As each September 11th rolled around, I’ve struggled with what to write. For me, the timeline and thoughts I put down a few weeks after the attacks said what I felt at the time. The need wasn’t there to say more. It was written six years before STATter911.com existed at a time when the events were fresh in my mind. I’ve posted it with an updated introduction every year. You can see last year’s posting here. I believe the timeline of the day at the Pentagon still has value.
This year, my friends Chief Marc Bashoor and Janelle Foskett at FireRescue1.com challenged me to dig a little deeper and return to the events I witnessed at the Pentagon. I did and they were kind enough to post it as part the website’s excellent coverage titled 9/11 Reflections at 20 years. There are some wonderful articles that you should read.
Mine looks at some of the tragic events of the day at the Pentagon but also focuses on a visionary fire chief who was trying — somewhat unsuccessfully — to convince a reporter that maybe the story he wants to tell isn’t what was really important.
We were supposed to discuss a shortage of paramedic ambulances, but the fire chief sitting across from me that morning about 25 years ago had other things on his mind.
The meeting, at a diner, was set up by the communications director in Arlington County, Virginia. She thought the chief should get better acquainted with the television reporter who broke the recent story about the EMS problems in the area.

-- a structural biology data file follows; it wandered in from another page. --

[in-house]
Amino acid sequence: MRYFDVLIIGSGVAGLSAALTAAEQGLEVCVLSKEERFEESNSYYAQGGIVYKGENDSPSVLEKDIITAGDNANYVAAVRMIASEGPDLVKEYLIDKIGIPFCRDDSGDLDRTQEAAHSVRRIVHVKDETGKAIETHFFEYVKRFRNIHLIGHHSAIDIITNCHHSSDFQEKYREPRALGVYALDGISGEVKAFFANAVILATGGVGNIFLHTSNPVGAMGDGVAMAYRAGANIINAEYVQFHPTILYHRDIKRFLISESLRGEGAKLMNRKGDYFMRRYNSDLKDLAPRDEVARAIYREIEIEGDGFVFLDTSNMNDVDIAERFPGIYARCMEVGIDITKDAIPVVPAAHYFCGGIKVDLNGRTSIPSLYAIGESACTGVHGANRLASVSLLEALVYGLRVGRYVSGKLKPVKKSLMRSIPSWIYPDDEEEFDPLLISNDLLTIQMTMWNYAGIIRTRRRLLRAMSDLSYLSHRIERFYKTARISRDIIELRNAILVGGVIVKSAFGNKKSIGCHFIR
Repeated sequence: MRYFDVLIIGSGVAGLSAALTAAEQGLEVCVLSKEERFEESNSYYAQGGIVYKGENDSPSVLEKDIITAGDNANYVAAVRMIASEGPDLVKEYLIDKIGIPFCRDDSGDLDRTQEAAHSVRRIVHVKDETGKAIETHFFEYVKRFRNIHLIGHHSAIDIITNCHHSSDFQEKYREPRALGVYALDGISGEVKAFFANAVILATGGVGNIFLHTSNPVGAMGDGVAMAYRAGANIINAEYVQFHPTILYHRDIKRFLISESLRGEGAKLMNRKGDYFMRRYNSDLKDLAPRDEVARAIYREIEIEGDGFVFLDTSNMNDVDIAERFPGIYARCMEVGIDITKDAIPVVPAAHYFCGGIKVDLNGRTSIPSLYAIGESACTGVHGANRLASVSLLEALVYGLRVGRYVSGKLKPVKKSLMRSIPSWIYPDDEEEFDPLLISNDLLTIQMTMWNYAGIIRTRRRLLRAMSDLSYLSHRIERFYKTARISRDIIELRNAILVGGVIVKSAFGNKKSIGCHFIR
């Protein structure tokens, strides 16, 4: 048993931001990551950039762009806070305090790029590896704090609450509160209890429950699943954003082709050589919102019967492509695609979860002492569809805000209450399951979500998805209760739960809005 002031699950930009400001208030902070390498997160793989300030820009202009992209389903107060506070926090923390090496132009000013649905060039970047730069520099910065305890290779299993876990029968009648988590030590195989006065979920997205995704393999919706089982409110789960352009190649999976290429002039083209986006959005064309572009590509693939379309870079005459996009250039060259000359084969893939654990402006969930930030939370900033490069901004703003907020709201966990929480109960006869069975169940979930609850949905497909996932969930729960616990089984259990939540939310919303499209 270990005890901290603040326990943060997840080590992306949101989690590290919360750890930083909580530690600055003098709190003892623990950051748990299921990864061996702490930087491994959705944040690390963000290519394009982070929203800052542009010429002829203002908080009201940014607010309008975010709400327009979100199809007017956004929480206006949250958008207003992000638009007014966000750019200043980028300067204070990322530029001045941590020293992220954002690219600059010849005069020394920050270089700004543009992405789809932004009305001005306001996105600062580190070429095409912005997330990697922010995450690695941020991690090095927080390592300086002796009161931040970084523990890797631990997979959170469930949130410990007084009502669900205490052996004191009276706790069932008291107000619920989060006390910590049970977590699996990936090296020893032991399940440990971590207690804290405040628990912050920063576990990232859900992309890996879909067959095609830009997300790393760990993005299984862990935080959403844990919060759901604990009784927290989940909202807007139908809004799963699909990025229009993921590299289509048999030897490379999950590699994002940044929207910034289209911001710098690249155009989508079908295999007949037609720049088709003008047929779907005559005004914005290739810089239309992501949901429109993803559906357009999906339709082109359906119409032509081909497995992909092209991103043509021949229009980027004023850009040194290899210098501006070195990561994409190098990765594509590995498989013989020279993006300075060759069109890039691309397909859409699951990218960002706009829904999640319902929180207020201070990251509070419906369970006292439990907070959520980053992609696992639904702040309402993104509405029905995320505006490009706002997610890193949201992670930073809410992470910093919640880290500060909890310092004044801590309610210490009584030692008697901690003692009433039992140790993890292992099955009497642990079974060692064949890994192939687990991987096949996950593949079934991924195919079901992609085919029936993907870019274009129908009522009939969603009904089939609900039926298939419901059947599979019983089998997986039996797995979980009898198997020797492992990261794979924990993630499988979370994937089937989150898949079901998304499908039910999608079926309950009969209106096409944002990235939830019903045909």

If Ed Plaugher provided insight into ambulance staffing that morning, I don’t remember it. What I clearly recall are the two topics Chief Plaugher talked about over bacon and eggs – smoke alarms and terrorism.
As Plaugher drew a diagram on a napkin of what’s wrong with current smoke alarms and how he would fix them, I was starting to believe this was a diversion to keep me from asking about EMS issues. But there was something quite sincere in his voice and manner.
The chief told me it’s not just poorly designed smoke alarms that keep him awake, it’s the threat of international terrorism here in Arlington, the smallest county in the U.S. Plaugher talked a lot about the 1995 Sarin gas attack in Tokyo’s subway. Arlington had a pair of subway lines that, not coincidentally, ran through the county’s most densely populated communities. We also talked about the 1993 World Trade Center bombing, a story I had covered.